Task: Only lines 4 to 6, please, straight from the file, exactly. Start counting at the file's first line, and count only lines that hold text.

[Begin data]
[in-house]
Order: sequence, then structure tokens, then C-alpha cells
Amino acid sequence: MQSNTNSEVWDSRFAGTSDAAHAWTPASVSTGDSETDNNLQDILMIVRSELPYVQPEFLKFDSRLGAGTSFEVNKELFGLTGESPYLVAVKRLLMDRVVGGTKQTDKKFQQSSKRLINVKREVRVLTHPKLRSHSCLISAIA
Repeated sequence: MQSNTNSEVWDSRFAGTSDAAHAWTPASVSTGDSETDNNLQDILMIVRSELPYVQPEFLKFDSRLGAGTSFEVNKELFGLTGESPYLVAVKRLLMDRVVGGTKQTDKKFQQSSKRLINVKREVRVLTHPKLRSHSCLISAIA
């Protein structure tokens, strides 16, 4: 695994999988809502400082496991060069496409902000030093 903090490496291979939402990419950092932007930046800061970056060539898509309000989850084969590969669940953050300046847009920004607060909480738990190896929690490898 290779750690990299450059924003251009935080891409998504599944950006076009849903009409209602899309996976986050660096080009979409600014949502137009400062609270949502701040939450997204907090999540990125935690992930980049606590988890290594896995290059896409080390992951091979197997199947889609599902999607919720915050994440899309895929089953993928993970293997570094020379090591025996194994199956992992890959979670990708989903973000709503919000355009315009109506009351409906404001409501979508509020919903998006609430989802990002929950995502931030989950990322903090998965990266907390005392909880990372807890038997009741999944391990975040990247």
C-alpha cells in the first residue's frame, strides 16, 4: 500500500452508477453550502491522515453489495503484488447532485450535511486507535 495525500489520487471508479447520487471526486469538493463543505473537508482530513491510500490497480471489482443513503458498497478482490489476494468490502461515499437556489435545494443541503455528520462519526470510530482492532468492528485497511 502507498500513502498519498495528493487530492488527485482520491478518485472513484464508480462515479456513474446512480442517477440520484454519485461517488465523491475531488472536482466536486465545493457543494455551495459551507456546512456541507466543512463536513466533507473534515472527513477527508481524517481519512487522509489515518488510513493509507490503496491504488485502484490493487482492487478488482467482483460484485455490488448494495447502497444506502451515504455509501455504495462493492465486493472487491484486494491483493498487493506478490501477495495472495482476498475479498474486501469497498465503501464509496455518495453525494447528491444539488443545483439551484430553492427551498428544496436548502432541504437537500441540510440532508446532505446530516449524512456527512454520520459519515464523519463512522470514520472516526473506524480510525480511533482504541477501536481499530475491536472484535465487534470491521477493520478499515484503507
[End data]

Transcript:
Repeated sequence: MQSNTNSEVWDSRFAGTSDAAHAWTPASVSTGDSETDNNLQDILMIVRSELPYVQPEFLKFDSRLGAGTSFEVNKELFGLTGESPYLVAVKRLLMDRVVGGTKQTDKKFQQSSKRLINVKREVRVLTHPKLRSHSCLISAIA
């Protein structure tokens, strides 16, 4: 695994999988809502400082496991060069496409902000030093 903090490496291979939402990419950092932007930046800061970056060539898509309000989850084969590969669940953050300046847009920004607060909480738990190896929690490898 290779750690990299450059924003251009935080891409998504599944950006076009849903009409209602899309996976986050660096080009979409600014949502137009400062609270949502701040939450997204907090999540990125935690992930980049606590988890290594896995290059896409080390992951091979197997199947889609599902999607919720915050994440899309895929089953993928993970293997570094020379090591025996194994199956992992890959979670990708989903973000709503919000355009315009109506009351409906404001409501979508509020919903998006609430989802990002929950995502931030989950990322903090998965990266907390005392909880990372807890038997009741999944391990975040990247």
C-alpha cells in the first residue's frame, strides 16, 4: 500500500452508477453550502491522515453489495503484488447532485450535511486507535 495525500489520487471508479447520487471526486469538493463543505473537508482530513491510500490497480471489482443513503458498497478482490489476494468490502461515499437556489435545494443541503455528520462519526470510530482492532468492528485497511 502507498500513502498519498495528493487530492488527485482520491478518485472513484464508480462515479456513474446512480442517477440520484454519485461517488465523491475531488472536482466536486465545493457543494455551495459551507456546512456541507466543512463536513466533507473534515472527513477527508481524517481519512487522509489515518488510513493509507490503496491504488485502484490493487482492487478488482467482483460484485455490488448494495447502497444506502451515504455509501455504495462493492465486493472487491484486494491483493498487493506478490501477495495472495482476498475479498474486501469497498465503501464509496455518495453525494447528491444539488443545483439551484430553492427551498428544496436548502432541504437537500441540510440532508446532505446530516449524512456527512454520520459519515464523519463512522470514520472516526473506524480510525480511533482504541477501536481499530475491536472484535465487534470491521477493520478499515484503507